The first guy on the list did all three seasons of The Equalizers, which I liked quite a bit.


[Stephen Smith] "I remember reading an article years ago about how rated G films make a lot more money then R rated films. But yet Hollywood likes to make more R rated films then G ones."

There's an element of truth to that, but I just read yesterday that that the 5 R-rated comedies this summer have made more money than the superhero movies, with one of the big comedies yet to open, and 2 more still rolling out worldwide - still, north of a billion dollars so far!

This exceeded every expectation... I can't imagine that ANYBODY associated with Bridesmaids was anticipating selling $250 million worth of movie tickets...but I think that expectations have changed. With most movies on a 2-ish year production cycle, it might take a bit, but count on a whole lot more of these as soon as H-wood can make it happen.


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Mike Cohen
Re: Commercially Successful Unknown Directors
on Jul 30, 2011 at 12:55:56 pm

The link takes me to an article whose first two sentences appear to be written by someone without a basic grasp of writing. The point if the article is lost on me. And is success of a director measured in box office? If I were a movie director who did work for hire rather than being the originator of the material I might measure success by my own salary and job satisfaction. If I got paid $150,000 to direct a movie starring Will Smith I would call that success. Getting repeat work would help. Just because these folks are not household names does not mean they are nobodies. Most people in film don't get on the cover of magazines. They probably don't seek fame. They are artists who get paid to make movies. Most films are not tentpole movies. And family friendly movies are in short supply so I think most do pretty well. Supply and demand us a good thing to take advantage of.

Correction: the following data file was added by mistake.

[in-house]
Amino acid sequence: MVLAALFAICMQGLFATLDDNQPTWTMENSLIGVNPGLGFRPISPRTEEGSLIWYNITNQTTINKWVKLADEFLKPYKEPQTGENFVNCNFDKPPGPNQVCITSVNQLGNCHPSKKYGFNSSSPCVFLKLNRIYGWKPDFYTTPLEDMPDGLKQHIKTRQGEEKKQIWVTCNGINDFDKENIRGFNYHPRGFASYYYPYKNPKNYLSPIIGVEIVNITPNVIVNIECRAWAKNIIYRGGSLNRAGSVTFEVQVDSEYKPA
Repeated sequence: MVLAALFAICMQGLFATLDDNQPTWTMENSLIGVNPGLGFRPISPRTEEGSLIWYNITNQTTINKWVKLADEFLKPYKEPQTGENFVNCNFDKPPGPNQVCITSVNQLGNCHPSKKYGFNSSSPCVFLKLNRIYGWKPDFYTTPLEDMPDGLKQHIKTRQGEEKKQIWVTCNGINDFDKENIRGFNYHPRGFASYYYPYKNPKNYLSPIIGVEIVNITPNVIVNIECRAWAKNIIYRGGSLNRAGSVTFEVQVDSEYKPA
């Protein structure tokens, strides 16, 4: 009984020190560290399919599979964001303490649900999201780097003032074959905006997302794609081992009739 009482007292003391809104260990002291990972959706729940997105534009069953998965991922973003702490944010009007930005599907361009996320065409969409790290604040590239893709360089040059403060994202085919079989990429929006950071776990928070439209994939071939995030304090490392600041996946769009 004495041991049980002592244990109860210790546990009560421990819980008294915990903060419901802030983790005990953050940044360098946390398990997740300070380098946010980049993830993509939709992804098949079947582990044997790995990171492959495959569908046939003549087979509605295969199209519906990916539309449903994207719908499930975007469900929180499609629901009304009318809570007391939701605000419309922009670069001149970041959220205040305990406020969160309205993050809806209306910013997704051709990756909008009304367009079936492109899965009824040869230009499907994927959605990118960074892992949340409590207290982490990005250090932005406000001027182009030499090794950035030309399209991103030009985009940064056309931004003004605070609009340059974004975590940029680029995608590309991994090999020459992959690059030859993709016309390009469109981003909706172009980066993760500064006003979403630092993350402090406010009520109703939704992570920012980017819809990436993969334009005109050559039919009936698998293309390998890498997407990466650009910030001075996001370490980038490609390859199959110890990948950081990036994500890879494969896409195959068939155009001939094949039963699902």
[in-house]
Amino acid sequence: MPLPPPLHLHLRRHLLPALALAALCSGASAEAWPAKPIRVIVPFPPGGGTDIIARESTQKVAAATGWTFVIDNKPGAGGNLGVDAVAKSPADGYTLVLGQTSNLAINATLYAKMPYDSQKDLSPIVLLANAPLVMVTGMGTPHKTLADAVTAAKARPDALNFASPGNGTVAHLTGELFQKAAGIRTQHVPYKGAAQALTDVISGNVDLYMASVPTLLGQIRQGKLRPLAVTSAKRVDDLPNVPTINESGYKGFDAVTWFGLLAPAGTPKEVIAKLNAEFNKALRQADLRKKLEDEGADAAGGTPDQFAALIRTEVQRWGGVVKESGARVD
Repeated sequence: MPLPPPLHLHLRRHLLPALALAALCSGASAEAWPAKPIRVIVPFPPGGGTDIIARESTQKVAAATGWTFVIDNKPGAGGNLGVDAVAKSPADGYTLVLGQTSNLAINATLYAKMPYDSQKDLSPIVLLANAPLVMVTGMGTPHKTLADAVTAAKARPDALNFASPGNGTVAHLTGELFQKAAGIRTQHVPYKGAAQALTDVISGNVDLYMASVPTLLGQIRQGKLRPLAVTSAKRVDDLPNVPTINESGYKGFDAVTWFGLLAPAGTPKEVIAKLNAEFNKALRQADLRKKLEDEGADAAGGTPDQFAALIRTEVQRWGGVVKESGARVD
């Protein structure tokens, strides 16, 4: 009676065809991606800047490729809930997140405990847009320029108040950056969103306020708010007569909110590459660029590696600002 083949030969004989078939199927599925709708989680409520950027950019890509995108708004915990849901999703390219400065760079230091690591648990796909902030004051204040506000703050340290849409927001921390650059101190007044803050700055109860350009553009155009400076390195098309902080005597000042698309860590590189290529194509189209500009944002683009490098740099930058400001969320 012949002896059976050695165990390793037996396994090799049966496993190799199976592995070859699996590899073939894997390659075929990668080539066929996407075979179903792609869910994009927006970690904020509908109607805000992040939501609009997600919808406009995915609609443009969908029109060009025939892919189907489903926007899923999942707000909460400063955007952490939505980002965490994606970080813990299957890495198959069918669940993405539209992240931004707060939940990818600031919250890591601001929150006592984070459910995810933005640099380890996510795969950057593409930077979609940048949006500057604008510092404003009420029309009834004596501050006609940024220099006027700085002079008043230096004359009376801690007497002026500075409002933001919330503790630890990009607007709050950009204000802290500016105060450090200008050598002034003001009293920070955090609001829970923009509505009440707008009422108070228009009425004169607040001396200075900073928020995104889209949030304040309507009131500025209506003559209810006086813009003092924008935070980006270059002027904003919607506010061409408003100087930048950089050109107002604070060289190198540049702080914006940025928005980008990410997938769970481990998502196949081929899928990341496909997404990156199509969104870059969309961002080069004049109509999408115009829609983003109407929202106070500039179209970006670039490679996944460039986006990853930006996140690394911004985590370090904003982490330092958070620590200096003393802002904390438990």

Mik Cohen


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Alex Hawkins
Re: Commercially Successful Unknown Directors
on Aug 2, 2011 at 1:08:02 pm

How about Chris Columbus. Would he be considered 'unknown'?

He's certainly commercially successful.

http://www.boxofficemojo.com/people/chart/?view=Director&id=chriscolumbus.h...

Pretty good average for a directing career spanning nearly 25 years. And not only that, before he got into directing he also wrote Gremlins, The Goonies and Young Sherlock Holmes.


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Stephen Smith
Re: Commercially Successful Unknown Directors
on Aug 2, 2011 at 2:43:28 pm

I recall when I saw the Home Alone TV commercials or maybe Home Alone 2 they said it was a Chris Columbus film. So they did brand it as his film for marketing. I have to say, Home Alone was a brilliant film.

Stephen Smith
Utah Video Productions

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Scott Roberts
Re: Commercially Successful Unknown Directors
on Aug 2, 2011 at 2:51:48 pm

I agree Home Alone was great. He definitely deserved credit at that point, as a writer of The Goonies, I assume he also invented the Truffle Shuffle. The inventor of that deserves praise.


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Stephen Smith
Re: Commercially Successful Unknown Directors
on Aug 2, 2011 at 2:58:04 pm

Scott, I totally agree. I used to live on Oregon and have been to the Goonies house a few times and I even have footage of me doing the Truffle Shuffle in front of the house. Great idea for a film.

Stephen Smith
Utah Video Productions

Check out my Motion Training DVD

Check out my Motion Tutorials